Prof. James Giordano, PhD, is a neuroscientist, Vice President for Academic Programs and Director of the Center for Neurotechnology Studies at the Potomac Institute for Policy Studies.  On Wednesday, September 28, he took questions in a Live Chat forum on "Neuroscience and Neurotechnology for Prediction  and Prevention of Violence: 'Minority Report' in the Real World?"  (Click here to access Prof. Giordano's recent essay on this subject in Government Security News.)  The text of the chat is available for review and replay on our Live Event Chat page: please click here.

As Prof. Giordano  points out, the use of neuroscience and neurotechnology to identify those with the potential to become violent criminals or terrorists is gaining increasing attention and appeal.  But with this increased focus comes a host of ethical, legal and social challenges.  Furthermore, there is disagreement over when or if the technology will be sufficiently mature to provide the reliable information on which legal and/or prosecutorial action could be based.  Will we ever see the science fiction depicted in the movie "Minority Report," with its emphasis on "pre-crime detection," become a reality?  Should we pursue this possibility, or avoid it at all costs?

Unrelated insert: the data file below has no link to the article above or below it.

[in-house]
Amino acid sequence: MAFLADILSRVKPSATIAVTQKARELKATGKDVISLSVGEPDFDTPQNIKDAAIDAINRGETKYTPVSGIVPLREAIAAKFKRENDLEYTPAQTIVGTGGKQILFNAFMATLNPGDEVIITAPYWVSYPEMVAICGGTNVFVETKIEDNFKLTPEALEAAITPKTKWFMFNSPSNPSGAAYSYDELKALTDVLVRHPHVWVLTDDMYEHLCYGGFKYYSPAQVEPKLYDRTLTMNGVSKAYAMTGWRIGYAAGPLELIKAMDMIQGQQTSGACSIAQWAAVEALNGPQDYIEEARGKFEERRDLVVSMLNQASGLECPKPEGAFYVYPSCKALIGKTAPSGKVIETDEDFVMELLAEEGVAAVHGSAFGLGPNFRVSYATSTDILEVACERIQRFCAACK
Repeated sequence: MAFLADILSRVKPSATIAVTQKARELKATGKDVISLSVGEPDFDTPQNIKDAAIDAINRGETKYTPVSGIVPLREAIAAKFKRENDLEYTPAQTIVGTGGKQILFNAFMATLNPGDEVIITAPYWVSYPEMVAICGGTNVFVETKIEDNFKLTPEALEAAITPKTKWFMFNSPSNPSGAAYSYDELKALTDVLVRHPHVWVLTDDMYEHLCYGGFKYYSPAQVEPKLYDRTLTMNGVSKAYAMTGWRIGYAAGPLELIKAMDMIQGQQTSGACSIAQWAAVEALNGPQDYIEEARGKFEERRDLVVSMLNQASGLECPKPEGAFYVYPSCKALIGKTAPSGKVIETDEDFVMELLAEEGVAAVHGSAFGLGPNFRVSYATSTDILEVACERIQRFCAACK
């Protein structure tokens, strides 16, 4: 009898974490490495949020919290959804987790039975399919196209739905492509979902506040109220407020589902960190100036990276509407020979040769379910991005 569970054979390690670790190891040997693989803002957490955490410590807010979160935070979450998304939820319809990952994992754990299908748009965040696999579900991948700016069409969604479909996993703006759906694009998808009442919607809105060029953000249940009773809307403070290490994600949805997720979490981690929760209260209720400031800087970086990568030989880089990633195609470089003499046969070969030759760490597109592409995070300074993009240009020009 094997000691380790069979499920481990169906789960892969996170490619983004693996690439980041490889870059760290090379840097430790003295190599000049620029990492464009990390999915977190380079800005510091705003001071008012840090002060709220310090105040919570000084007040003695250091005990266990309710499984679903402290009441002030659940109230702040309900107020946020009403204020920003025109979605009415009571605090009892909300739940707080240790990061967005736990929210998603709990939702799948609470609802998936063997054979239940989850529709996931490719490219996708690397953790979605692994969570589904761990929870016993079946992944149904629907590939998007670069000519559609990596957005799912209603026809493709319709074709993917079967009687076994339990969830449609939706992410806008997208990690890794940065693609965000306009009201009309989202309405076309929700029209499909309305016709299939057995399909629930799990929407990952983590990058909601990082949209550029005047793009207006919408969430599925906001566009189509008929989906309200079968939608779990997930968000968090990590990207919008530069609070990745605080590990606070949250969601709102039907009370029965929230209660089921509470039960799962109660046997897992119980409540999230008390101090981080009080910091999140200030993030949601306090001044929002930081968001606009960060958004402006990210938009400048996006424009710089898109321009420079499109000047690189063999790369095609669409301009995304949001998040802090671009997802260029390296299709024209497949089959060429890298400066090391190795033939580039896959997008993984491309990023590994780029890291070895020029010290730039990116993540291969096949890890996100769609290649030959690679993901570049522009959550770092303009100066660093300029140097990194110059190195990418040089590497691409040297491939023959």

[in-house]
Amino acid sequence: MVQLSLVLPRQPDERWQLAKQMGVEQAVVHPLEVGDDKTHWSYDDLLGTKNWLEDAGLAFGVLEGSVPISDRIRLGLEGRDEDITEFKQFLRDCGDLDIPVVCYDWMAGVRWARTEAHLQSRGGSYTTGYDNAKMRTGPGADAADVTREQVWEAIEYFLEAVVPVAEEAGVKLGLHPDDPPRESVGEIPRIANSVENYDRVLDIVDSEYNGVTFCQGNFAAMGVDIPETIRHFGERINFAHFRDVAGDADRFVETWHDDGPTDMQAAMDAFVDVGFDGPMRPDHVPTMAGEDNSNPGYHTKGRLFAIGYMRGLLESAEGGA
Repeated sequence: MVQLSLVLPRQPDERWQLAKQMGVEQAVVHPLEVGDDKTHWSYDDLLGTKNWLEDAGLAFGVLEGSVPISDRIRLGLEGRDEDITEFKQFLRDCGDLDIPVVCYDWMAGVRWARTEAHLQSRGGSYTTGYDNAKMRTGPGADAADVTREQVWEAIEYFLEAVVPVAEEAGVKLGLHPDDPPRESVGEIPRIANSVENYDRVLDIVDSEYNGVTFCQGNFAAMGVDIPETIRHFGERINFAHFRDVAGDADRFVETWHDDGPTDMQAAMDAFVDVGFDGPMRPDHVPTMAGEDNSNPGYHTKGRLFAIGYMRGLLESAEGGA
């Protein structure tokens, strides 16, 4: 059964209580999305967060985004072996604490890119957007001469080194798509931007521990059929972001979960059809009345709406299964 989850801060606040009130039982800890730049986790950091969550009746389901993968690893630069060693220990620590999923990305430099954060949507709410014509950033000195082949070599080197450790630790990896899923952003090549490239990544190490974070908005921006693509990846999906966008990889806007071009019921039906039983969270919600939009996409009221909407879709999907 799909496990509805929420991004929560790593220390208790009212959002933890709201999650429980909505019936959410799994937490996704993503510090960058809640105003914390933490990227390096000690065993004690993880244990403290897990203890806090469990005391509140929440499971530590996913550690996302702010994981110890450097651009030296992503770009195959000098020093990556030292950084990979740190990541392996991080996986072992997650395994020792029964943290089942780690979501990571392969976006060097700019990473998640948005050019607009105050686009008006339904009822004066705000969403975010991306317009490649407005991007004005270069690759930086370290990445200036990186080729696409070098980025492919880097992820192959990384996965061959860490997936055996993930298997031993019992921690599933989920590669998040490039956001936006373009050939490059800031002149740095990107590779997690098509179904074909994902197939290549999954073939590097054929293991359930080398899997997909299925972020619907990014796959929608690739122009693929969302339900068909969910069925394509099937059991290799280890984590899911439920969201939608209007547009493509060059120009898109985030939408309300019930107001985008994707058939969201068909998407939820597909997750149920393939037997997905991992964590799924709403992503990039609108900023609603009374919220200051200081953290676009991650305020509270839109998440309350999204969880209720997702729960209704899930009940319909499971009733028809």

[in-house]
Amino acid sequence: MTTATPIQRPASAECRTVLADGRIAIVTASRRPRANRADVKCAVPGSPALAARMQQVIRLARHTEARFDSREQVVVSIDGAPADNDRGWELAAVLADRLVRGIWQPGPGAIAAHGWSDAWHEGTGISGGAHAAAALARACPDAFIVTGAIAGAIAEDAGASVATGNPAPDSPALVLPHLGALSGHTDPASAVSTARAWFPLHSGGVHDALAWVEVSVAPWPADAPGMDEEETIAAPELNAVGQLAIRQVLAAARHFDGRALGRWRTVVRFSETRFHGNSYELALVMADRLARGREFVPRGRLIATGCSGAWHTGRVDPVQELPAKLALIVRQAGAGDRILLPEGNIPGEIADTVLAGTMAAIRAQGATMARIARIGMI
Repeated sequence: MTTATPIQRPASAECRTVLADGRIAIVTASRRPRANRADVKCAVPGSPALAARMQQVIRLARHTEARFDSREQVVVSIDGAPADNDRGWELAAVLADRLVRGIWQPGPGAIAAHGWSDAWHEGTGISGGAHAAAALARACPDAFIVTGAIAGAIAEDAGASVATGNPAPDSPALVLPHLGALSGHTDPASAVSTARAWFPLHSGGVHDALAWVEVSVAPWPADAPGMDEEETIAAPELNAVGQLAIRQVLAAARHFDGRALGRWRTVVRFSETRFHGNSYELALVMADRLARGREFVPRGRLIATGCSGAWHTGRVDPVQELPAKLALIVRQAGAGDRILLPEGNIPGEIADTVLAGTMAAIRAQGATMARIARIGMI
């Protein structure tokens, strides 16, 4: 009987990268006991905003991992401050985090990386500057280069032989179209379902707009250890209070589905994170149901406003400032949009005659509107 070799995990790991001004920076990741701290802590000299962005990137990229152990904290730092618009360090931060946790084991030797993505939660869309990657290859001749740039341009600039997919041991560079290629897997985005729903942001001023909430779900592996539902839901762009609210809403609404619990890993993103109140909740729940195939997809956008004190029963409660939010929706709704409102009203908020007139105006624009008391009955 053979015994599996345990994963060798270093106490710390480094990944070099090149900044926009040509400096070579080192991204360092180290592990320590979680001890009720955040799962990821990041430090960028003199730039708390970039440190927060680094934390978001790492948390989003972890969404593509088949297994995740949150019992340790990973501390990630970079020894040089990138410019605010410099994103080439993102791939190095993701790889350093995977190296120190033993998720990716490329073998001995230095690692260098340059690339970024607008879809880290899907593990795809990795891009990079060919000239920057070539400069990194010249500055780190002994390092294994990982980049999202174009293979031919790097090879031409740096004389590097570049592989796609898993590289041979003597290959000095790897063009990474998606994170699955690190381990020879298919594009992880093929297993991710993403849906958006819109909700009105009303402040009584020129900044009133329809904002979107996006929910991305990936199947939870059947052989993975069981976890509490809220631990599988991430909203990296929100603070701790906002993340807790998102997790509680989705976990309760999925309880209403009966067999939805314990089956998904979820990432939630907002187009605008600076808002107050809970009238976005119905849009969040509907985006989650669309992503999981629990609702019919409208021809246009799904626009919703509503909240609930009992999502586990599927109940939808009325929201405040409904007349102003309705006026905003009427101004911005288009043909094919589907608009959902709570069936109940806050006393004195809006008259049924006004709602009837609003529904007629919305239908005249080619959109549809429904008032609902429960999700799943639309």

For more information on Prof. Giordano, please click here.


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The Potomac Institute for Policy Studies is an independent, 501(c)(3), not-for-profit public policy research institute. The Institute identifies and aggressively shepherds discussion on key science and technology issues facing our society. From these discussions and forums, we develop meaningful science and technology policy options and ensure their implementation at the intersection of business and government.


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